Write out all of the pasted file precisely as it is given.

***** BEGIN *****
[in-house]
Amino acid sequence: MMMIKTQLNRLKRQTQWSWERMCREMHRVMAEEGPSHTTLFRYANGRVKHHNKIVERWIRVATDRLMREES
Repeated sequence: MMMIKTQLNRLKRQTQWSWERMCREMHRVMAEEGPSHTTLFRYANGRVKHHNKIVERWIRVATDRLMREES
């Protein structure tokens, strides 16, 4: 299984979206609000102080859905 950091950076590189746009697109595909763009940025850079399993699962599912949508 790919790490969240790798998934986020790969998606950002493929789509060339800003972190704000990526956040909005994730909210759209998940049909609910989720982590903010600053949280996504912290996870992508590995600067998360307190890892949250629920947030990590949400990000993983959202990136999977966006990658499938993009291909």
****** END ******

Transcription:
[in-house]
Amino acid sequence: MMMIKTQLNRLKRQTQWSWERMCREMHRVMAEEGPSHTTLFRYANGRVKHHNKIVERWIRVATDRLMREES
Repeated sequence: MMMIKTQLNRLKRQTQWSWERMCREMHRVMAEEGPSHTTLFRYANGRVKHHNKIVERWIRVATDRLMREES
């Protein structure tokens, strides 16, 4: 299984979206609000102080859905 950091950076590189746009697109595909763009940025850079399993699962599912949508 790919790490969240790798998934986020790969998606950002493929789509060339800003972190704000990526956040909005994730909210759209998940049909609910989720982590903010600053949280996504912290996870992508590995600067998360307190890892949250629920947030990590949400990000993983959202990136999977966006990658499938993009291909």